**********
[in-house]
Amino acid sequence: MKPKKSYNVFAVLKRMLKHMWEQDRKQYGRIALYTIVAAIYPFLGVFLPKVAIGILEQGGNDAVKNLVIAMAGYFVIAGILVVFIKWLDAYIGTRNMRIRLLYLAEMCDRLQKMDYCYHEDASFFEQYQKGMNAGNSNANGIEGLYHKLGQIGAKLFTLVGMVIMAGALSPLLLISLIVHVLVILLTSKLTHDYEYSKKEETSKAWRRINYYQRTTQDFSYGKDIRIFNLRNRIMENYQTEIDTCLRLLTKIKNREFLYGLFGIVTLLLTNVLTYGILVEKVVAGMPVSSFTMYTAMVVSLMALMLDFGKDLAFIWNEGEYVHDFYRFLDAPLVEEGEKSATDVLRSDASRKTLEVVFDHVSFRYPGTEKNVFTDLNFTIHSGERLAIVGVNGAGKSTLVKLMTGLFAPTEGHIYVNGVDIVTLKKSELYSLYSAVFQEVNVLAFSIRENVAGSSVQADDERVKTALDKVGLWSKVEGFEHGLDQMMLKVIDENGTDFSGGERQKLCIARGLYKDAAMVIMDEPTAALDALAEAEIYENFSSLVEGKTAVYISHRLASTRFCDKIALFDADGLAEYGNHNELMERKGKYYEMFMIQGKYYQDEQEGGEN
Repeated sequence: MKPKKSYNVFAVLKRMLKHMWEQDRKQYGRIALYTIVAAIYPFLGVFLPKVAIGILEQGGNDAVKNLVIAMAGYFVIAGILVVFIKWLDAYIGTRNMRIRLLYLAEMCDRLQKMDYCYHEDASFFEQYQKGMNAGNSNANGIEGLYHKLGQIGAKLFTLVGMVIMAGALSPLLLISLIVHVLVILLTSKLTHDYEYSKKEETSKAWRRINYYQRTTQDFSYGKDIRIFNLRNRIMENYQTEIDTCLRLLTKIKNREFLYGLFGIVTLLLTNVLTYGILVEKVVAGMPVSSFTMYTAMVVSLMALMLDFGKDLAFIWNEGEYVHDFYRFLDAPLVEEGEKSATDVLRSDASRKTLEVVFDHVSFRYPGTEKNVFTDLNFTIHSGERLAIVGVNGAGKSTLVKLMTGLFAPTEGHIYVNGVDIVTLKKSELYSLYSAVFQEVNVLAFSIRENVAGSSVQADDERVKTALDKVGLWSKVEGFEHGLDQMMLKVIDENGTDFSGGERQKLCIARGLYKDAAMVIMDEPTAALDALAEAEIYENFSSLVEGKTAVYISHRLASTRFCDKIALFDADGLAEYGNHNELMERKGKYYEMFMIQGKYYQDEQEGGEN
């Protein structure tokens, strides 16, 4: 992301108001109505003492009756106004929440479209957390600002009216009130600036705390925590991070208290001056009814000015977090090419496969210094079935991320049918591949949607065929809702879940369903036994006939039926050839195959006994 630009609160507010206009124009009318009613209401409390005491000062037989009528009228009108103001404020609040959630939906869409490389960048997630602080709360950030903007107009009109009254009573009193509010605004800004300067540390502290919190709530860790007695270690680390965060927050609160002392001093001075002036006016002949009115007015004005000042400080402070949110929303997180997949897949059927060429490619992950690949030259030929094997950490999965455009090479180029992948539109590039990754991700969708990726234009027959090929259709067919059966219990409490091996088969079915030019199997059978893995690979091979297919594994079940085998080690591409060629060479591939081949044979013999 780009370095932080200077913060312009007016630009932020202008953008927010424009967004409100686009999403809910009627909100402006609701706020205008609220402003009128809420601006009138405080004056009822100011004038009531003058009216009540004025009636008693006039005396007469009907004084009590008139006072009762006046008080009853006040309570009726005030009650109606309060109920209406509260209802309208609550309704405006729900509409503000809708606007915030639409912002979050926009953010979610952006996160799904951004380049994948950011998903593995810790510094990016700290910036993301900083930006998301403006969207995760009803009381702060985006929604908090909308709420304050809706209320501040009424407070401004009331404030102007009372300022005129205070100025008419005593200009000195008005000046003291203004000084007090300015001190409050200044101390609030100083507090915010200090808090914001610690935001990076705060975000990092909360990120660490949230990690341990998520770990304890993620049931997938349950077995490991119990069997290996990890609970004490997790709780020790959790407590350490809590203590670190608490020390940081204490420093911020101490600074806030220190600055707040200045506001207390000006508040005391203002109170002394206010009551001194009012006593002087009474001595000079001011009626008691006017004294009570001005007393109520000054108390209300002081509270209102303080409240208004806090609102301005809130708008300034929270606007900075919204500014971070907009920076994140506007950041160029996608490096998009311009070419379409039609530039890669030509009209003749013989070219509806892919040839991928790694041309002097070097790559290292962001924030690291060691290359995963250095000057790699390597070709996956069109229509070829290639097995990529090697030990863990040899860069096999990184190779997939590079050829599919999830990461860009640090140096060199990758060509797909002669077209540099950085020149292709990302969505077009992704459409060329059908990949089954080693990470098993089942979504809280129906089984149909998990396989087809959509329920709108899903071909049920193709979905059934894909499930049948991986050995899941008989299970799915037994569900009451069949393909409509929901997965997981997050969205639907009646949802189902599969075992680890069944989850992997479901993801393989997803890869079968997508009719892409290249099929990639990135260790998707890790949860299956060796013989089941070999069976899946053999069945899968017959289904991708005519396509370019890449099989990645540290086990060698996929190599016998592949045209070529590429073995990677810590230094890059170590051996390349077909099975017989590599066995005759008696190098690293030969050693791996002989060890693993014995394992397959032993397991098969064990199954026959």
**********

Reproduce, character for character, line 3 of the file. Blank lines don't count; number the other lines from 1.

Repeated sequence: MKPKKSYNVFAVLKRMLKHMWEQDRKQYGRIALYTIVAAIYPFLGVFLPKVAIGILEQGGNDAVKNLVIAMAGYFVIAGILVVFIKWLDAYIGTRNMRIRLLYLAEMCDRLQKMDYCYHEDASFFEQYQKGMNAGNSNANGIEGLYHKLGQIGAKLFTLVGMVIMAGALSPLLLISLIVHVLVILLTSKLTHDYEYSKKEETSKAWRRINYYQRTTQDFSYGKDIRIFNLRNRIMENYQTEIDTCLRLLTKIKNREFLYGLFGIVTLLLTNVLTYGILVEKVVAGMPVSSFTMYTAMVVSLMALMLDFGKDLAFIWNEGEYVHDFYRFLDAPLVEEGEKSATDVLRSDASRKTLEVVFDHVSFRYPGTEKNVFTDLNFTIHSGERLAIVGVNGAGKSTLVKLMTGLFAPTEGHIYVNGVDIVTLKKSELYSLYSAVFQEVNVLAFSIRENVAGSSVQADDERVKTALDKVGLWSKVEGFEHGLDQMMLKVIDENGTDFSGGERQKLCIARGLYKDAAMVIMDEPTAALDALAEAEIYENFSSLVEGKTAVYISHRLASTRFCDKIALFDADGLAEYGNHNELMERKGKYYEMFMIQGKYYQDEQEGGEN